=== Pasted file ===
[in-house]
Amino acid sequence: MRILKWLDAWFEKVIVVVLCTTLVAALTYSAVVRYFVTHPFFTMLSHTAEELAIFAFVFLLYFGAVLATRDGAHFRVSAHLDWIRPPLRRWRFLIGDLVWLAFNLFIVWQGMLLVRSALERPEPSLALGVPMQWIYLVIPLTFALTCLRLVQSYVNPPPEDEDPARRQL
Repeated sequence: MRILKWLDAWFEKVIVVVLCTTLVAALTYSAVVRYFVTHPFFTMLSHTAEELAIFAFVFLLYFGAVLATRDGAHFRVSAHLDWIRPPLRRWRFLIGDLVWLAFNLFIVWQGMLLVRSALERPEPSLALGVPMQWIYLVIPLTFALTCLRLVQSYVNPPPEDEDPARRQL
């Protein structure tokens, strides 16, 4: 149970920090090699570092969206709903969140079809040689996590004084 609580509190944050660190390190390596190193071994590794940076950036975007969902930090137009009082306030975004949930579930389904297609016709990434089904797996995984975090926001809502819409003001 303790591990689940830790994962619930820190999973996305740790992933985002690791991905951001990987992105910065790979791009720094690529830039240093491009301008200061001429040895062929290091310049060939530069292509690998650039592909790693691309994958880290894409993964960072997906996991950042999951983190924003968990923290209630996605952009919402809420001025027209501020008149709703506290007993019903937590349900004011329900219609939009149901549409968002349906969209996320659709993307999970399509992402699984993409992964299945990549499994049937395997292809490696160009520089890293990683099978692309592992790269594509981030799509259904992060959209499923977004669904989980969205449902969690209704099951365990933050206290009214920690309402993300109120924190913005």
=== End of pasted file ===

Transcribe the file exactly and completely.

[in-house]
Amino acid sequence: MRILKWLDAWFEKVIVVVLCTTLVAALTYSAVVRYFVTHPFFTMLSHTAEELAIFAFVFLLYFGAVLATRDGAHFRVSAHLDWIRPPLRRWRFLIGDLVWLAFNLFIVWQGMLLVRSALERPEPSLALGVPMQWIYLVIPLTFALTCLRLVQSYVNPPPEDEDPARRQL
Repeated sequence: MRILKWLDAWFEKVIVVVLCTTLVAALTYSAVVRYFVTHPFFTMLSHTAEELAIFAFVFLLYFGAVLATRDGAHFRVSAHLDWIRPPLRRWRFLIGDLVWLAFNLFIVWQGMLLVRSALERPEPSLALGVPMQWIYLVIPLTFALTCLRLVQSYVNPPPEDEDPARRQL
């Protein structure tokens, strides 16, 4: 149970920090090699570092969206709903969140079809040689996590004084 609580509190944050660190390190390596190193071994590794940076950036975007969902930090137009009082306030975004949930579930389904297609016709990434089904797996995984975090926001809502819409003001 303790591990689940830790994962619930820190999973996305740790992933985002690791991905951001990987992105910065790979791009720094690529830039240093491009301008200061001429040895062929290091310049060939530069292509690998650039592909790693691309994958880290894409993964960072997906996991950042999951983190924003968990923290209630996605952009919402809420001025027209501020008149709703506290007993019903937590349900004011329900219609939009149901549409968002349906969209996320659709993307999970399509992402699984993409992964299945990549499994049937395997292809490696160009520089890293990683099978692309592992790269594509981030799509259904992060959209499923977004669904989980969205449902969690209704099951365990933050206290009214920690309402993300109120924190913005």